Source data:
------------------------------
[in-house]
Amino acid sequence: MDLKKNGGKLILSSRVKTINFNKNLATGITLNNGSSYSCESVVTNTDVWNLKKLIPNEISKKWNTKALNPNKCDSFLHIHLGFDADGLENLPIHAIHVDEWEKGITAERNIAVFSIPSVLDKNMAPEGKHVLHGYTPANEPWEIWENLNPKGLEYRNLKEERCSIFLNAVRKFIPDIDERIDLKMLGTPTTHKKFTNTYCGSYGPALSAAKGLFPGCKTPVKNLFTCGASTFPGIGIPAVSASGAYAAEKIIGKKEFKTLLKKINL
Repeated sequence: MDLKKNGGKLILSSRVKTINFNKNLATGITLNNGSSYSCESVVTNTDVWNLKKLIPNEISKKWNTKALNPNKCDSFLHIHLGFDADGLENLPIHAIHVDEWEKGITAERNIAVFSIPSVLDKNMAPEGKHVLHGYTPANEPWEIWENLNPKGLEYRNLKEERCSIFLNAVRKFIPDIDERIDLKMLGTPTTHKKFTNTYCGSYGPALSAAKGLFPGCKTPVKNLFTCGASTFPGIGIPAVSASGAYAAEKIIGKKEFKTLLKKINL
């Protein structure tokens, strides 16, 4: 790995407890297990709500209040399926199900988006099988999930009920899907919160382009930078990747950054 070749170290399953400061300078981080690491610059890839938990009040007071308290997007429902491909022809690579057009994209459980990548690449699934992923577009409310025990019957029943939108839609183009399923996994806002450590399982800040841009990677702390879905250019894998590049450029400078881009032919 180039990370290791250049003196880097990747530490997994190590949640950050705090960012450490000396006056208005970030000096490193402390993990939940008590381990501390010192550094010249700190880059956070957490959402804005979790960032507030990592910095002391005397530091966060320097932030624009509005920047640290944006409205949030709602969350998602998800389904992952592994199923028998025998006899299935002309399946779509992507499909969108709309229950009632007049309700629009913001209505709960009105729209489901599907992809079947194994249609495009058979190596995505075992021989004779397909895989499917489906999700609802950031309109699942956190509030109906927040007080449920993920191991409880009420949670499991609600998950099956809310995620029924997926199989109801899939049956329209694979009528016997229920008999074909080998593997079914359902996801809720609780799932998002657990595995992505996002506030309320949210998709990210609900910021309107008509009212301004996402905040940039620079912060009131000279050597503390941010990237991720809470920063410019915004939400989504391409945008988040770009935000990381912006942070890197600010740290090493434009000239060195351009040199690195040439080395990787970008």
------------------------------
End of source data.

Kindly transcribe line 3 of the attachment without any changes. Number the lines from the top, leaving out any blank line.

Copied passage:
Repeated sequence: MDLKKNGGKLILSSRVKTINFNKNLATGITLNNGSSYSCESVVTNTDVWNLKKLIPNEISKKWNTKALNPNKCDSFLHIHLGFDADGLENLPIHAIHVDEWEKGITAERNIAVFSIPSVLDKNMAPEGKHVLHGYTPANEPWEIWENLNPKGLEYRNLKEERCSIFLNAVRKFIPDIDERIDLKMLGTPTTHKKFTNTYCGSYGPALSAAKGLFPGCKTPVKNLFTCGASTFPGIGIPAVSASGAYAAEKIIGKKEFKTLLKKINL